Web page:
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Having trouble creating a query to find the information you seek? Don't have time to research the topic yourself? Consider asking a reference librarian, an experienced online researcher, or Google Answers, which, for a fee of your choosing, provides assistance from researchers with expertise in online searching.
If your query returns few results or none, there may be a link to Google Answers on the results page. Otherwise, visit answers.google.com.
Reluctant to use Google Answers? Think you can find the information you want if you search a bit longer? If you feel that way, you're not alone. Nevertheless, many people who have asked questions of Google Answers are now fans of the service. Not only does it save them time, but the answers they get are packed with useful information and links. It's a wonderful service that's well worth your checking out, whether you're a novice or an experienced searcher.
Here's how it works:
Before posting your first question, check out Google's tips for getting a better answer to your question, which can be found on the web at answers.google.com/answers/help.html.
You'll need a Google Answers Account to ask a question. (You can search previous questions and answers without an account.) Provide your email address, a password, and a nickname. (If you already have a Google Account — to use with Google Alerts, for instance — you'll still need to choose a nickname, specify when Google Answers should send you email, and agree to the Terms of Service for Google Answers.) Your nickname will be shown on every Google Answers question, answer, or comment that you post.
Then enter the topic of your question, your question, the amount between US$2 and US$200 you're willing to pay for an answer, and the category most appropriate for your question. For example:
Subject: Enter the topic of your question for our researchers (e.g. "Hiking in New Mexico").
Nina Totenberg, NPR legal affairs correspondent, birthday, education, and degree
Question: The more details you provide, the better the results you'll receive.
When was Nina Totenberg, National Public Radio's (NPR) legal affairs correspondent, born, where was she educated, and what degrees does she have? Did she attend law school?
Price: Set a price between $2.00 and $200.00.
$2.00 (Google Answers bills your credit card this amount after a researcher answers your question.)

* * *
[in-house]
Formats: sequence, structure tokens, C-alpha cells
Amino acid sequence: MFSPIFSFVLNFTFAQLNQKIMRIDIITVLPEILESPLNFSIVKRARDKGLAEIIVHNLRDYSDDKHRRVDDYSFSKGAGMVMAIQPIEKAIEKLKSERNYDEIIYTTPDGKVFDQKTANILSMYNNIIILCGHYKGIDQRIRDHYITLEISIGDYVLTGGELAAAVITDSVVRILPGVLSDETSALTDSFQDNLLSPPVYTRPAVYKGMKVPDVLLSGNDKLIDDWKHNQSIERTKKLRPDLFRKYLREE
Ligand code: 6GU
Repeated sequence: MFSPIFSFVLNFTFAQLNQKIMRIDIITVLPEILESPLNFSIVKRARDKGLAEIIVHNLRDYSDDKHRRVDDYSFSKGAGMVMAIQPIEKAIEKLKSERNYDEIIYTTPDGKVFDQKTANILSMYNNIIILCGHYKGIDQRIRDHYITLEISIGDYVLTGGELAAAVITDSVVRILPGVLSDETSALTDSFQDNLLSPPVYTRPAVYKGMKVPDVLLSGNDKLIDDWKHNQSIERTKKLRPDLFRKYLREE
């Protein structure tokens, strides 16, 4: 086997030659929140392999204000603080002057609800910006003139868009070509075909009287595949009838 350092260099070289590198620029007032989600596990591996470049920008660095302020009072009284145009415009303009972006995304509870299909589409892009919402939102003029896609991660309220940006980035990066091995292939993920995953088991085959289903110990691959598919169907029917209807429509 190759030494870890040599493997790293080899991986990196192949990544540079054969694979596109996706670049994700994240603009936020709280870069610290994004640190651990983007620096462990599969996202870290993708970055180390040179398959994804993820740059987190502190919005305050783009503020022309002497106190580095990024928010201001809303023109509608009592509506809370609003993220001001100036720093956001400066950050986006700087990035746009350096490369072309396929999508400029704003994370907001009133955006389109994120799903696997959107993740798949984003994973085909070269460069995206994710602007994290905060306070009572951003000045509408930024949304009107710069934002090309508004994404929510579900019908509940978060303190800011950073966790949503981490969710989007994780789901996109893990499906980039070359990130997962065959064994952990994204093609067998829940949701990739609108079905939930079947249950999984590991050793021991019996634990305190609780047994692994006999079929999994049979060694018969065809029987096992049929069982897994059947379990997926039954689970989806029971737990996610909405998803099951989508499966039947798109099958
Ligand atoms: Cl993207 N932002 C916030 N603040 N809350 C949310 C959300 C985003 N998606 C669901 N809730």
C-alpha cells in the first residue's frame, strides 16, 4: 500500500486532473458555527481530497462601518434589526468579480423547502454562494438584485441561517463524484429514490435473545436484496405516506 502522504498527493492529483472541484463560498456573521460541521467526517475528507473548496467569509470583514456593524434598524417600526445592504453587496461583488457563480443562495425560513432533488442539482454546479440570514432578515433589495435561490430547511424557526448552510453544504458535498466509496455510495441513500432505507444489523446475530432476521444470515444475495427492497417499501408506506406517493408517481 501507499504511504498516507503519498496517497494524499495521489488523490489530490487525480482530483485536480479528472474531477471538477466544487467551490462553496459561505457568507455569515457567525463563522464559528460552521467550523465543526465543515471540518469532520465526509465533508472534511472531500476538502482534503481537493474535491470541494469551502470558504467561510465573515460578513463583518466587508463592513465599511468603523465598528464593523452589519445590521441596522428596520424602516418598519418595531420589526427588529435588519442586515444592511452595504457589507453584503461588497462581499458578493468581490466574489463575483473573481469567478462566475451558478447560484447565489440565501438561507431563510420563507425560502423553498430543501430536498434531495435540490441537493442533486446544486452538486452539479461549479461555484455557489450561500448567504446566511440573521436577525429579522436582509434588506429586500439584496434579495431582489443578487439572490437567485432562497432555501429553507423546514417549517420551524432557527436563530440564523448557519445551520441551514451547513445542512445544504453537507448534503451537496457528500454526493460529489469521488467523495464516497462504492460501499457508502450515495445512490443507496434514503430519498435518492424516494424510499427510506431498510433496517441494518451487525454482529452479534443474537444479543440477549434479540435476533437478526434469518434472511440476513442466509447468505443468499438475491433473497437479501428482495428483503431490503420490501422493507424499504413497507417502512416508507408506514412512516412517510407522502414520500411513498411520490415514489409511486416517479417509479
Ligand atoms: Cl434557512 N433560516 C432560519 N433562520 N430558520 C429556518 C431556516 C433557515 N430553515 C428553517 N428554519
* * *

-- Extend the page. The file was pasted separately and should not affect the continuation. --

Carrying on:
Category: Select the category most appropriate for your question.
Reference, Education and News > General Reference
The more you're willing to spend on an answer, the more likely a researcher will answer it and the more likely the answer will be comprehensive.
When a Google Answers researcher or anyone else writes a response to your question, the answer and/or comments will be posted to Google Answers. You may request in your Google Answers' Profile to be notified by email either once a day or whenever there is new activity with any of your questions.
After a researcher has answered your question, you are given an opportunity to rate the answer from one star (very poor answer) to five stars (great answer), provide comments that anyone who uses Google Answers can access, and tip the researcher between US$1 and US$100, if you feel that you have received an exceptional answer.
Click on a researcher's handle to see the ratings and comments that researcher has received from users who have posted questions. You may specify which researcher(s) should deal with your question when you submit it.
You can search or browse previously asked questions, both those that have been answered and those that haven't. At the bottom of the Google Answers home page, find questions (some with answers) by either:
By default, Google Answers displays questions, their associated comments, and their answers in reverse chronological order (most recently asked question is listed first). Click on either the Date or Price links just above all the questions to sort on that field. When you sort by date, a triangular icon indicates whether the field is sorted with the most recent listed first (triangle points down) or is sorted with the oldest listed first (triangle points up). Click on the triangle to reverse the order.
You'll find answers there to many already asked questions, including
Answers to many questions can be found on the web. Users also seek and obtain answers to questions of a more personal nature,
Some of the answers are indexed by Google and then searchable through Google's web search.
For more information on Google Answers visit answers.google.com/answers/help.html and answers.google.com/answers/faq.html. To see what users are saying about the service and how they are using it, visit answers.google.com/answers/testimonials.html.
Postscript by Jerry: Nancy has been a big fan of Google Answers. (She wrote most of this page.) She told me recently that Google Answers doesn't seem to be as active as it used to be: there are fewer answers active or being answered. Before you ask a question, consider doing a little research yourself. Look at the questions, which questions are being answered, and how much questioners are willing to pay.
This page was last modified on Monday January 02, 2006.
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By Nancy Blachman and Jerry Peek who aren't Google employees. For permission to copy
& create derivative works, visit Google Guide's Creative Commons License webpage.